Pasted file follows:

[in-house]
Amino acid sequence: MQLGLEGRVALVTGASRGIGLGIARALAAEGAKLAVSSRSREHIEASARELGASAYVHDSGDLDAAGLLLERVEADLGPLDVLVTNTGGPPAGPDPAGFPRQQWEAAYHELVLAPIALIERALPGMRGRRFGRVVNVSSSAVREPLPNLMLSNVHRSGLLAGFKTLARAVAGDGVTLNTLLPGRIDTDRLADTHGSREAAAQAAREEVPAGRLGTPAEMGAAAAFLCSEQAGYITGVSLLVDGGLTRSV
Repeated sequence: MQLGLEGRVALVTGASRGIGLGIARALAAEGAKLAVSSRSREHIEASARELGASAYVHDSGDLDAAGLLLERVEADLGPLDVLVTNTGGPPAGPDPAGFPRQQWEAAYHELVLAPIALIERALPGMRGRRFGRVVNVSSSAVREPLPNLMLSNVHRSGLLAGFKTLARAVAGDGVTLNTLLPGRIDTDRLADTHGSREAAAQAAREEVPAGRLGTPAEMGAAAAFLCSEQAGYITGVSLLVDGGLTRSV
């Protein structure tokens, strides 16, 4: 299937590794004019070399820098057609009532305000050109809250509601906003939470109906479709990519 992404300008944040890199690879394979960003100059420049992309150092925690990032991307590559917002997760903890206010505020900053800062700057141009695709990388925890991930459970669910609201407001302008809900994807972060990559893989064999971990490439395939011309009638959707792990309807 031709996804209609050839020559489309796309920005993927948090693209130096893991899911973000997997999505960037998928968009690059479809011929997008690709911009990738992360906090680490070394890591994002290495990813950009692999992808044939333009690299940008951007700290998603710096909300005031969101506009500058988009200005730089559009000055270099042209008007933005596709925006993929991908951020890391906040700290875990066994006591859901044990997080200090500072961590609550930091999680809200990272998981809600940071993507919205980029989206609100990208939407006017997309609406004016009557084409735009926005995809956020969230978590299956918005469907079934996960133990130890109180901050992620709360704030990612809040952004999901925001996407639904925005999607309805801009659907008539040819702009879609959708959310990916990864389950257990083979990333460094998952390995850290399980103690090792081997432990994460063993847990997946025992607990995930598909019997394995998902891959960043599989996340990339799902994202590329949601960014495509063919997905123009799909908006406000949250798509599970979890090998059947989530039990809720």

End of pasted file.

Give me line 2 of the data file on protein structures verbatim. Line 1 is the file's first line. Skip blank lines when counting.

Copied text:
Amino acid sequence: MQLGLEGRVALVTGASRGIGLGIARALAAEGAKLAVSSRSREHIEASARELGASAYVHDSGDLDAAGLLLERVEADLGPLDVLVTNTGGPPAGPDPAGFPRQQWEAAYHELVLAPIALIERALPGMRGRRFGRVVNVSSSAVREPLPNLMLSNVHRSGLLAGFKTLARAVAGDGVTLNTLLPGRIDTDRLADTHGSREAAAQAAREEVPAGRLGTPAEMGAAAAFLCSEQAGYITGVSLLVDGGLTRSV